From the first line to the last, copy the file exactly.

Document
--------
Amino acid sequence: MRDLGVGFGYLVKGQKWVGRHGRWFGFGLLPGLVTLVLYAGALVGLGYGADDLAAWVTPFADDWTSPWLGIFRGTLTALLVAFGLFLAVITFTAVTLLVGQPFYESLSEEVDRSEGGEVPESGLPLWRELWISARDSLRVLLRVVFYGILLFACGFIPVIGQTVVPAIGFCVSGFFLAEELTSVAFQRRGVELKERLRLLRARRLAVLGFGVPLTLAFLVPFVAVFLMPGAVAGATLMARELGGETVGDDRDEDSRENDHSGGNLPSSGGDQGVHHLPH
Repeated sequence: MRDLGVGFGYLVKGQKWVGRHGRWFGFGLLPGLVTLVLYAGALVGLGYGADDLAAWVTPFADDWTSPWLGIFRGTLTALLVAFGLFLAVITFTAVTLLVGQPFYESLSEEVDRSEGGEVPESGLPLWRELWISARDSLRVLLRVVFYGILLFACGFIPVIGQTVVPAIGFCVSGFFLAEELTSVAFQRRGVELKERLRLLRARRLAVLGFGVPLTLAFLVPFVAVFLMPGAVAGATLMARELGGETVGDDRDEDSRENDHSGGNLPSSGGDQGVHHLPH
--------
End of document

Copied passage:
Amino acid sequence: MRDLGVGFGYLVKGQKWVGRHGRWFGFGLLPGLVTLVLYAGALVGLGYGADDLAAWVTPFADDWTSPWLGIFRGTLTALLVAFGLFLAVITFTAVTLLVGQPFYESLSEEVDRSEGGEVPESGLPLWRELWISARDSLRVLLRVVFYGILLFACGFIPVIGQTVVPAIGFCVSGFFLAEELTSVAFQRRGVELKERLRLLRARRLAVLGFGVPLTLAFLVPFVAVFLMPGAVAGATLMARELGGETVGDDRDEDSRENDHSGGNLPSSGGDQGVHHLPH
Repeated sequence: MRDLGVGFGYLVKGQKWVGRHGRWFGFGLLPGLVTLVLYAGALVGLGYGADDLAAWVTPFADDWTSPWLGIFRGTLTALLVAFGLFLAVITFTAVTLLVGQPFYESLSEEVDRSEGGEVPESGLPLWRELWISARDSLRVLLRVVFYGILLFACGFIPVIGQTVVPAIGFCVSGFFLAEELTSVAFQRRGVELKERLRLLRARRLAVLGFGVPLTLAFLVPFVAVFLMPGAVAGATLMARELGGETVGDDRDEDSRENDHSGGNLPSSGGDQGVHHLPH